Thursday, June 3, 2010

Festa della Repubblica Italiana

Cari Amici (Dear Friends),

The second day of June is a national holiday in Italy. They celebrate their unification as one country. The day here is called Festa della Repubblica Italiana. I was walking around the neighborhood of Piazza Santo Spirito in Florence where I currently live, wondering if I would find something to eat for breakfast. And I was delighted to peak into a church that I have only had brief glimpses into before.




It is actually the Ex-Church of San Carlo dei Barnabiti.. There was an exhibit going on of old photos during the war, soldiers lost, and atrocities faced in desolate places. Here is the text that I could read on the sign outside, although it has been disrespectfully covered with graffiti.

“The building was restructured in 1636 by the architect Gherardo Silvani for the Barnabites, who already had a small oratory on the site. The importance attained by the Order in the early 18th century is reflected by the decoration inside the church: the ceiling frescoed by Sigismondo Betti (“Glory of the Virgin with St. Paul and St. Carlo Borromeo”) in 1721, the architecture by Bernardino Ciurini (1743), the perspective views by Domenico Stagi (1757-58), and other paintings by Giuseppe Zocchi (dome and pennacchi, 1747). With the Leopoldine suppression of 1783, the building passed into private hands until 1838, when it was acquired by the Scolop[r..de?] Fathers, who kept it until 1866. Since then it has been used as a school and as a gymnasium, and is now a center for cultural activities.”




I have to say that this is the first example I have seen of someone created the illusion of a terrazzo (balcony) in a ceiling with columns the way that Domenico Stagi has done here. And the faux marble is some of the better work I have seen in that genre of art as well. It is a peccato (sin) that this building has come to such disrepair and the Florentines simply do not have the funds to restore it.

You will note the netting beneath the ceiling, but well above my head. It is there to catch parts of the plaster as it falls and protect anyone from being hurt. I am happy that people are at least using the space and hope that the constant visual will someday earn a restoration patron. In Italy, one finds treasures in every direction.




Monday, May 31, 2010

Streetpainting Italy

Cari Amici (Dear Friends),

Last week I visited Vatican City and so this Thursday chose to recreate in the streets of Florence one of the Sybils on Michelangelo’s Sistine Chapel. I hope you like my self-portrait in this “work-in-progress” shot. I did not realize I did that until I saw the images later.

I was delighted later that afternoon as a class of Italian children came to watch me work. I offered one a pastel stick, but she shied away. Instead, her classmate asked if she could try and next thing I knew, I was passing out various orange colors and pointing to the sections of the Sybil’s skirt in which each child should color.

The kids and I had a blast together. I wanted a photo of all of our orange hands and one of the teachers offered to take it for us. I asked the kids if they wanted to be on my blog and the idea seemed to be fun to them. I handed out the last of my wet baby wipes to clean their hands a bit and then they were off to catch a train. What a delightful day and great experience for us all.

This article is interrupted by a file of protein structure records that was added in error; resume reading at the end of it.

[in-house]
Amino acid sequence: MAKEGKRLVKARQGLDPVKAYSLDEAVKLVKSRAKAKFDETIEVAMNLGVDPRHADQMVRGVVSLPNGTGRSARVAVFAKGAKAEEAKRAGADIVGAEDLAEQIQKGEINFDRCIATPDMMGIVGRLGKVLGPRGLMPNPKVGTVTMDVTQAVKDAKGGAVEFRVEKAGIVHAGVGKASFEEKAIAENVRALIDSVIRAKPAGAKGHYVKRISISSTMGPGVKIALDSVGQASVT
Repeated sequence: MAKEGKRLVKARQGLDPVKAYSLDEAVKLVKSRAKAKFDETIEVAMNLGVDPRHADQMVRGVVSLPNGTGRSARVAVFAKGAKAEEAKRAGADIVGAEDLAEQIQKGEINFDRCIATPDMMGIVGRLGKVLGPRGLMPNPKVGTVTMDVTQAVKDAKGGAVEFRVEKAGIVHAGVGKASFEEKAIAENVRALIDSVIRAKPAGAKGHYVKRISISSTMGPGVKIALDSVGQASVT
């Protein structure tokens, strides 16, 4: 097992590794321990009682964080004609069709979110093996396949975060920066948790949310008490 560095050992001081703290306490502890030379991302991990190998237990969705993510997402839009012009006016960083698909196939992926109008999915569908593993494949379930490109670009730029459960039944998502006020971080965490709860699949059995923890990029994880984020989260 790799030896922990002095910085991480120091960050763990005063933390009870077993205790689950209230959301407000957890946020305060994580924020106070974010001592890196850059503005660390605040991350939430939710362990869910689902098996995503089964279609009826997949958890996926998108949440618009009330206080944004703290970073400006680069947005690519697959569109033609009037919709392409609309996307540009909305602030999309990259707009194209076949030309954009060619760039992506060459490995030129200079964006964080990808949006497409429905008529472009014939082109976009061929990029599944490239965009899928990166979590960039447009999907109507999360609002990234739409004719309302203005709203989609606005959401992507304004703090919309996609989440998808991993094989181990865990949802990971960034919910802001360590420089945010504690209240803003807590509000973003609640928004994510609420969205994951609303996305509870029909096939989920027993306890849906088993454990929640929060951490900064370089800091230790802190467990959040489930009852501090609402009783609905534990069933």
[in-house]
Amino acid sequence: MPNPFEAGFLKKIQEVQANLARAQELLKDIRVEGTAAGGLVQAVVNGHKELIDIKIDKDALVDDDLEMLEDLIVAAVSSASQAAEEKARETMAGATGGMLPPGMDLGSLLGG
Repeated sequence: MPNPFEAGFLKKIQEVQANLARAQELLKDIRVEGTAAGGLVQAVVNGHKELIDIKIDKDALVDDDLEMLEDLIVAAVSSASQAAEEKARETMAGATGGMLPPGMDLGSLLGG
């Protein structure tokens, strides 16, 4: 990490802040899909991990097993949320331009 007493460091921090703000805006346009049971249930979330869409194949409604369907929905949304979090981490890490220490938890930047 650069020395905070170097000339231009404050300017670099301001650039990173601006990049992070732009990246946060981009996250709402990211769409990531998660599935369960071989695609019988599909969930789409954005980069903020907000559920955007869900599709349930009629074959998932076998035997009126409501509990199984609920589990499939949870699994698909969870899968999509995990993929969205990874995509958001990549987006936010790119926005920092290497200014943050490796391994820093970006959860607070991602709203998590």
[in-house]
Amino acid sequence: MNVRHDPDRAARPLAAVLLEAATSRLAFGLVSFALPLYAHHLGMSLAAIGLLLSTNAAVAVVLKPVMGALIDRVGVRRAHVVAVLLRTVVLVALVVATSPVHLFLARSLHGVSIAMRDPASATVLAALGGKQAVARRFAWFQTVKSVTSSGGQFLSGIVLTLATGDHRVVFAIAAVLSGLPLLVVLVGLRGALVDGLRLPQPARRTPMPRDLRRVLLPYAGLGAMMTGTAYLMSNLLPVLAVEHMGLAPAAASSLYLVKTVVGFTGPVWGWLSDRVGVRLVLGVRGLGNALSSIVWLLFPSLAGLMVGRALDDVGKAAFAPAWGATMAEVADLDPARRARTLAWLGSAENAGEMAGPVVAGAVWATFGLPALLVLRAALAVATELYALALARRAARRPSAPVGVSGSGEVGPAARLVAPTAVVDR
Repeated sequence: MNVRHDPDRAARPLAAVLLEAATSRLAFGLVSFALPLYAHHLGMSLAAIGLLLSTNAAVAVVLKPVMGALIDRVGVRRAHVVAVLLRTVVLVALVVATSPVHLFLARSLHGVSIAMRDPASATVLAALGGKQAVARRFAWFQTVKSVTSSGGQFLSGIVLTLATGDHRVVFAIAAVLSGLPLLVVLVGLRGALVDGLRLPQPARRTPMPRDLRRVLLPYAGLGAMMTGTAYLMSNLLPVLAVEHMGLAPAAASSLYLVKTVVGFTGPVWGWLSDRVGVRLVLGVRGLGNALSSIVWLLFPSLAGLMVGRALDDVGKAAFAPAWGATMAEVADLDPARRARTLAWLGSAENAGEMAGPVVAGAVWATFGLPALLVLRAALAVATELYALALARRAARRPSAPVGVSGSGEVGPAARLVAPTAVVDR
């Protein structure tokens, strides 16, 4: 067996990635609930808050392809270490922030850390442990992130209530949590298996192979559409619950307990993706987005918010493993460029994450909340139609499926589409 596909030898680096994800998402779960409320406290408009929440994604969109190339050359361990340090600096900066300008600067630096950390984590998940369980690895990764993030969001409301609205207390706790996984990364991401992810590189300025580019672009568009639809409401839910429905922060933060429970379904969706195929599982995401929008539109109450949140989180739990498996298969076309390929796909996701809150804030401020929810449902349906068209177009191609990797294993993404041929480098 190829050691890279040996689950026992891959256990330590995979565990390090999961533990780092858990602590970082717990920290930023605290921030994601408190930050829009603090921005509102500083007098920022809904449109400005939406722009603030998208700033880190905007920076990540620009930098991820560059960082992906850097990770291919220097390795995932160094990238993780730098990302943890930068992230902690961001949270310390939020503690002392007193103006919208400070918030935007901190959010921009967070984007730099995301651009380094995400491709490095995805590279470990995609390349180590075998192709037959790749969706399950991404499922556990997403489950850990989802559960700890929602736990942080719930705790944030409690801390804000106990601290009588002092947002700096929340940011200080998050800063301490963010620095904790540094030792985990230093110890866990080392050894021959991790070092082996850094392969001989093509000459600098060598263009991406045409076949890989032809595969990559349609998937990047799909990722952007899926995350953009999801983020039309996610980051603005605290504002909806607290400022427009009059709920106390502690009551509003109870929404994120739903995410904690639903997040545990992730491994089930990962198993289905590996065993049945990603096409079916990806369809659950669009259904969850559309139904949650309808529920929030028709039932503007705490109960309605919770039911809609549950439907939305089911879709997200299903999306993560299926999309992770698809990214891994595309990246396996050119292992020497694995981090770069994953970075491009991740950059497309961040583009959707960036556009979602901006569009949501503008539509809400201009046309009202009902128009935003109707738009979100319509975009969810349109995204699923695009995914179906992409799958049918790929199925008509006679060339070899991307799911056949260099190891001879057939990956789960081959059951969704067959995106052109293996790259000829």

Later that evening, the capo of our group of madonnari (street painters), Claudio, arrived to see my colleague Johnny and me. [Johnny is not in most of these images because he had another job and joined me for only parts of the day.] Since he had another commission to work on with our colleague Tomo, he offered to let Johnny and me draw that next day (their normal day).

So, around midnight that first night, I wrote on the street in Italian, “Please do not clean” and we set cardboard boxes around our drawing in hopes that the street cleaning truck would pass us by the next morning. It worked this time, although when I arrived on Friday, an older Italian woman complained to me that it was bruttissima that I left such ugly boxes in the street overnight. And while protected from cars, I noticed that someone rode a bike and/or stroller through the drawing and there were lots of footprints in different directions, implying that at least one person was dancing on our work overnight!

Also, the next morning I arrived to see a man erecting scaffolding close to my work area. I am starting to wonder if the city really does own the scaffolding company as one friend told me. Florence has an abundance of this and I have yet to see the famous Duomo without it!

He was breaking off some of the metal “T”s that were used to adjust the height of each leg, telling me that it was for public safety. I photographed this one young boy who was fascinated by the process and kept telling his father to wait a moment more since he did not want to leave. He was quite cute. We finished up around 5:30 pm. People were out and complimentary, but I had dinner plans and needed to get home to wash up. Enjoy these images.

And if you are interested in learning pastels in a fun and beautiful environment that allows you to focus on art and nature, please check out my pastel workshop in Hawaii in September. http://borsheimarts.com/art-workshops/hawaii-pastels.htm





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